The Column, No. 71:

What Is Happening at Ruger?

By David Tong


The firm of Sturm, Ruger and Company was founded by the late Alexander Sturm and his business partner, American genius William Batterman Ruger. Mr. Sturm died long ago, yet Mr. Ruger kept his name on the company logo as homage to a dear friend.

After a stint as a designer at Springfield Armory during WWII, the Company’s first product in 1949 was the Standard Auto .22. This stamped/welded and tube-steel semiautomatic pistol vaguely resembled the P-08 Luger. The company revived both aesthetic classicism and introduced precision investment casting technology to the production firearms world. It has built success upon success ever since.

A short list of their products include the Mauser style Model 77 bolt action rifle and the African chambered “Magnum” sub-variant; the 10-.22 autoloading carbine, which is the most popular of its kind; the Number One falling block Farquarhson type centerfire rifle; the Italianesque Red Label over/under shotgun; the Single Six/Blackhawk/Vaquero series of single action revolvers; the Security Six/GP-100/SP101 series of .38/.357 Magnum double action revolvers and the Redhawk/Super Redhawk .44 Magnum DA revolvers. These firearms represent a synthesis of traditional design ethos with the most modern production engineering and advanced features.

Americans have come to admire and respect the durability, reliability and simplicity of the firm’s products ever since. I suspect Bill Ruger was pleased that others also enjoyed the tasteful design his products embraced so well for so long.

Since the death of both Mr. Ruger and his son within the last fifteen years, however, a plethora of new products has issued from the company. It is well known that Mr. Ruger did not want his company to market military style semi-automatic rifles or large capacity magazines, even after the resounding success of his Mini-14 in .223, a scaled-down version of the U.S. M14 service rifle. He also had little patience with molded plastic rifle stocks (although the company did market a hideous example during his life) or polymer framed autoloading handguns.

I have witnessed some sea changes in the company since his death. The company now offers the SR-556, an AR-15 type rifle with a gas piston system that purports to enhance reliability over the direct impingement system of the original. They also build the plastic framed LCP .380 sub-compact automatic pistol, the SR-9 9mm service pistol and the avant-garde LCR .38 or .357 snub revolver, a major rethinking of the double action revolver.

Molded plastic stocks and matte finish barreled actions now abound within the M77 product line. These save money on raw materials and finishing time compared to their traditional lines. I also note, sadly, that the company’s red eagle logo only features the letter “R” on it now, the inter-twined “SR” is no longer to be seen. Is this wise marketing? I will leave it to the reader to decide.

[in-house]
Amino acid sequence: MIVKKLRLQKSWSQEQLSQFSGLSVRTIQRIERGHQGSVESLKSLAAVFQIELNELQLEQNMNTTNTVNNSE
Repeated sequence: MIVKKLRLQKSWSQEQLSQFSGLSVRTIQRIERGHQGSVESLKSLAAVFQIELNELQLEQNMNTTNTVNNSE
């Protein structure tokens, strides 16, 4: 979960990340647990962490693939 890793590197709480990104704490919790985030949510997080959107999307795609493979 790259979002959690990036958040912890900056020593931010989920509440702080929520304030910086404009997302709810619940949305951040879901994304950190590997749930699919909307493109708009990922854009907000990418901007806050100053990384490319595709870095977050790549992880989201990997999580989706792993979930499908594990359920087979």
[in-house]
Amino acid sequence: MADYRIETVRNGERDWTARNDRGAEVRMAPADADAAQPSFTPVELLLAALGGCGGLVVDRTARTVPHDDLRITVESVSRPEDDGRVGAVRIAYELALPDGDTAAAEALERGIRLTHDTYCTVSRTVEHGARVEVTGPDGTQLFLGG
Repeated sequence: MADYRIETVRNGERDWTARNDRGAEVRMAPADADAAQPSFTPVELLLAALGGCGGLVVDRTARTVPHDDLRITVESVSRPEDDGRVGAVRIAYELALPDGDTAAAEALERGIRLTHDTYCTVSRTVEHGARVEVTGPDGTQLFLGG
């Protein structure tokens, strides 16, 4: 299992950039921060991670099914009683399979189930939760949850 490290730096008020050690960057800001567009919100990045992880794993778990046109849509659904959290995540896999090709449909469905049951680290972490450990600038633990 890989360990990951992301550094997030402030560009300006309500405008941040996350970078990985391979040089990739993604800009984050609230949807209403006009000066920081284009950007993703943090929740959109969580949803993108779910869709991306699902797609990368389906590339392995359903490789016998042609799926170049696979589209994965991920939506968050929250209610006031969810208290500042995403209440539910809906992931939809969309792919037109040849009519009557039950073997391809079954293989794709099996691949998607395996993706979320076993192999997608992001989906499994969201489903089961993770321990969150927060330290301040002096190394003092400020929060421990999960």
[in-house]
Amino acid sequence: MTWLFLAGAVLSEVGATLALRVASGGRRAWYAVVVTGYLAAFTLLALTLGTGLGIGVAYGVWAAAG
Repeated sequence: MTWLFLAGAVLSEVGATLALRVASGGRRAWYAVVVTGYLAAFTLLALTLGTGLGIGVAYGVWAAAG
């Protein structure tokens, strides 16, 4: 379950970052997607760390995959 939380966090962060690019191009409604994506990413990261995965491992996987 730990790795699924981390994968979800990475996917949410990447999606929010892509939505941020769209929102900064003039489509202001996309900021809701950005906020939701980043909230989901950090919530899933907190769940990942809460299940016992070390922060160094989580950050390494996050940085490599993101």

The new Company direction leaves many traditionalists stunned. While these newer products are built to the Company’s high standards and appear to be just as rugged and reliable as previously, the use of unconventional design and materials gives these folks some pause. I think that the marketing and engineering people at the company finally had the ability to act and serve the marketplace in key areas of growth without the philosophical bent of its founder.

Many consider some of these products “me too” type affairs. The SR-556 and SR-9 are marketed to police agencies and the newer handgun offerings are competing in a marketplace currently over-dosing on tiny handguns serving discreet, concealed carry buyers. While undoubtedly both of these markets are highly profitable and Ruger, like any other corporation, is interested in the bottom line, to me it represents a sort of cynicism within the company. Plastic arms are inexpensive to build, if not necessarily to engineer, so the gross profit margin on a $330 MSRP LCP pistol must be terrific for the company, but is that what the company is now about?

I also think that the company should reexamine at their aversion to fitting good triggers to their sporting arms. While the LC6 trigger in the newest M77 rifles is a slight improvement over the previous creepy system, it is still far from good. While the company has been burned badly by frivolous litigation, largely over the Old Model single action revolvers, other manufacturers (spurred by the Savage Accu-Trigger) have moved away from “lawyer triggers” by developing systems that are both cleaner and safer.

I suppose the answer is that Ruger’s corporate board is taking the tack that it can be all things to all shooters. I have a feeling that Bill Ruger might be spinning in his grave over all these Machiavellian calculations. I further suspect that the company is well positioned in the market to become the dominant American gun maker due to the synergy of the philosophical underpinnings of its founders and its willingness to take reasonable risks into heretofore uncharted waters in its marketing approach. To my knowledge, no other American firearms maker has effectively done so, let alone in such a short time. The breadth of the Ruger product line is currently unchallenged by any other maker in the world. I just wish that they would put Alexander Sturm’s initial back in the company logo.




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